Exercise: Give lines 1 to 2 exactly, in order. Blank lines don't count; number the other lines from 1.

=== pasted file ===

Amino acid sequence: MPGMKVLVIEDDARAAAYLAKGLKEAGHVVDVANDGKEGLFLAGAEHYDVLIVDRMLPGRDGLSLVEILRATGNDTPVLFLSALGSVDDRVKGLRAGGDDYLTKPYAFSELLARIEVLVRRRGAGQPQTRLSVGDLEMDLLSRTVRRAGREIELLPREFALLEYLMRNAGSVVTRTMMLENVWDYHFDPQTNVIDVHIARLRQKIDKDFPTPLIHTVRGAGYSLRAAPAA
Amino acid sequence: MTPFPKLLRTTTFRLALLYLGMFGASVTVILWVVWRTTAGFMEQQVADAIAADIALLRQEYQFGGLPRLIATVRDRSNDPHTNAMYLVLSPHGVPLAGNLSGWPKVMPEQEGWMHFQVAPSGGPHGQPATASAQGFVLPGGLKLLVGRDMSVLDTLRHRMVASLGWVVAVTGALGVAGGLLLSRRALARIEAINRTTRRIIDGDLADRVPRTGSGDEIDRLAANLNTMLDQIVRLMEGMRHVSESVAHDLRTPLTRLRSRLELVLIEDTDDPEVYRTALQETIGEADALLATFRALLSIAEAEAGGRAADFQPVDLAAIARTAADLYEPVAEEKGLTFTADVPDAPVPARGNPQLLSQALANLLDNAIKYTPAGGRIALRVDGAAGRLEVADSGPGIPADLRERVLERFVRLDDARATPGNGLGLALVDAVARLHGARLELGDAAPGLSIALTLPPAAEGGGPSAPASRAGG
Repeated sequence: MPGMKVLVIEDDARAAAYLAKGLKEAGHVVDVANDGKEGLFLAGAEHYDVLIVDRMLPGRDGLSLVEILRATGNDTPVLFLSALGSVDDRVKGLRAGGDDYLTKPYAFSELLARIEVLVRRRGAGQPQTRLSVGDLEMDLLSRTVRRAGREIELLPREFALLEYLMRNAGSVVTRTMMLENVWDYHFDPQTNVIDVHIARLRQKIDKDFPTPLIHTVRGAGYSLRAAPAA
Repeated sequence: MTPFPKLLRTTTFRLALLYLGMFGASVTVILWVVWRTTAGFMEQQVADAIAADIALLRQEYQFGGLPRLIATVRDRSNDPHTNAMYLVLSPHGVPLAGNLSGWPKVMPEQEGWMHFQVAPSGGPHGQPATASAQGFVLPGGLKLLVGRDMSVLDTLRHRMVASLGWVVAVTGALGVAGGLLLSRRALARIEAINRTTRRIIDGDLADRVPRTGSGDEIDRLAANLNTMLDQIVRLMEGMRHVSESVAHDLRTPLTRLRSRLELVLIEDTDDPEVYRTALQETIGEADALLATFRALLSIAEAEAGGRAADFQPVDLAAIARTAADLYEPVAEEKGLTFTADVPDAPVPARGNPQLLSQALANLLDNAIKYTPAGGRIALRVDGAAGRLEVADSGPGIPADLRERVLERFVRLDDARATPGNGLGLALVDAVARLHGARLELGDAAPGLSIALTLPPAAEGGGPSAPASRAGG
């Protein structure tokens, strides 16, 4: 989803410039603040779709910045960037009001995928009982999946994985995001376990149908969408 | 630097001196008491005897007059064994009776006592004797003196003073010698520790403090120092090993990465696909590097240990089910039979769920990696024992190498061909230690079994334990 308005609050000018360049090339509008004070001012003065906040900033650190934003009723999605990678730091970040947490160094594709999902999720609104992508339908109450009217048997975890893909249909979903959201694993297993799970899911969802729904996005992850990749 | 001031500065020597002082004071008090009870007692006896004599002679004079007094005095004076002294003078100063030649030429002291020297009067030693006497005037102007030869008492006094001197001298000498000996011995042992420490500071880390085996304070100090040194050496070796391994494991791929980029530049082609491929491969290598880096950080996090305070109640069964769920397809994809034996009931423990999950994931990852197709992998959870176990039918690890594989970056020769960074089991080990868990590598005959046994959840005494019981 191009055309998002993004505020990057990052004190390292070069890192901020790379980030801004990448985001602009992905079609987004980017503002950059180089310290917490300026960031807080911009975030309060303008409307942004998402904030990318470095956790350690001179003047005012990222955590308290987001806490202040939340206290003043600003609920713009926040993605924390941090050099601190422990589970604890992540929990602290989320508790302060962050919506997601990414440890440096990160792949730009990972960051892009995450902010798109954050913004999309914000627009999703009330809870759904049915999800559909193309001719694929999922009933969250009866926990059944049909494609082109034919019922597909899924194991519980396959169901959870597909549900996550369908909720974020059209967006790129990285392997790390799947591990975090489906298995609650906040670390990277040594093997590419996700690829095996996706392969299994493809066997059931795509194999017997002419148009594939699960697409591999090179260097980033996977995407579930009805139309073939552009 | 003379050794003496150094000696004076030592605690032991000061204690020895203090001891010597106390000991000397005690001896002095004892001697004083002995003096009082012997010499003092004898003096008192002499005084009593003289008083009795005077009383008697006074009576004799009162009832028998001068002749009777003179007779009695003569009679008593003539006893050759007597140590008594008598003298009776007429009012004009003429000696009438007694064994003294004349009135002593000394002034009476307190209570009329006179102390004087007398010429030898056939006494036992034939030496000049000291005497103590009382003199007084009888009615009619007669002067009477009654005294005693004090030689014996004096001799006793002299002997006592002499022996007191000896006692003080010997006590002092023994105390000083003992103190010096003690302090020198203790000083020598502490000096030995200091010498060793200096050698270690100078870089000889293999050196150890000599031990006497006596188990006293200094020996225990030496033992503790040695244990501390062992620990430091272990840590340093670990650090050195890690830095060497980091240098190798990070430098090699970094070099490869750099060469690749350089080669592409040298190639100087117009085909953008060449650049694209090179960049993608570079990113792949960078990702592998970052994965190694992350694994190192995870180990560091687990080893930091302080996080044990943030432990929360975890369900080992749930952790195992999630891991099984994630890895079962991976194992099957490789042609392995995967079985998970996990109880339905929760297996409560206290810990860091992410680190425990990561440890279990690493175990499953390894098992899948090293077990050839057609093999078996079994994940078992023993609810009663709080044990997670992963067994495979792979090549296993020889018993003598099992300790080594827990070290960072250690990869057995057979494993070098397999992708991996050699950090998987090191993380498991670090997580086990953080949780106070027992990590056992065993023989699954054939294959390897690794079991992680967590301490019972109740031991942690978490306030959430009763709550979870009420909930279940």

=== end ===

Amino acid sequence: MPGMKVLVIEDDARAAAYLAKGLKEAGHVVDVANDGKEGLFLAGAEHYDVLIVDRMLPGRDGLSLVEILRATGNDTPVLFLSALGSVDDRVKGLRAGGDDYLTKPYAFSELLARIEVLVRRRGAGQPQTRLSVGDLEMDLLSRTVRRAGREIELLPREFALLEYLMRNAGSVVTRTMMLENVWDYHFDPQTNVIDVHIARLRQKIDKDFPTPLIHTVRGAGYSLRAAPAA
Amino acid sequence: MTPFPKLLRTTTFRLALLYLGMFGASVTVILWVVWRTTAGFMEQQVADAIAADIALLRQEYQFGGLPRLIATVRDRSNDPHTNAMYLVLSPHGVPLAGNLSGWPKVMPEQEGWMHFQVAPSGGPHGQPATASAQGFVLPGGLKLLVGRDMSVLDTLRHRMVASLGWVVAVTGALGVAGGLLLSRRALARIEAINRTTRRIIDGDLADRVPRTGSGDEIDRLAANLNTMLDQIVRLMEGMRHVSESVAHDLRTPLTRLRSRLELVLIEDTDDPEVYRTALQETIGEADALLATFRALLSIAEAEAGGRAADFQPVDLAAIARTAADLYEPVAEEKGLTFTADVPDAPVPARGNPQLLSQALANLLDNAIKYTPAGGRIALRVDGAAGRLEVADSGPGIPADLRERVLERFVRLDDARATPGNGLGLALVDAVARLHGARLELGDAAPGLSIALTLPPAAEGGGPSAPASRAGG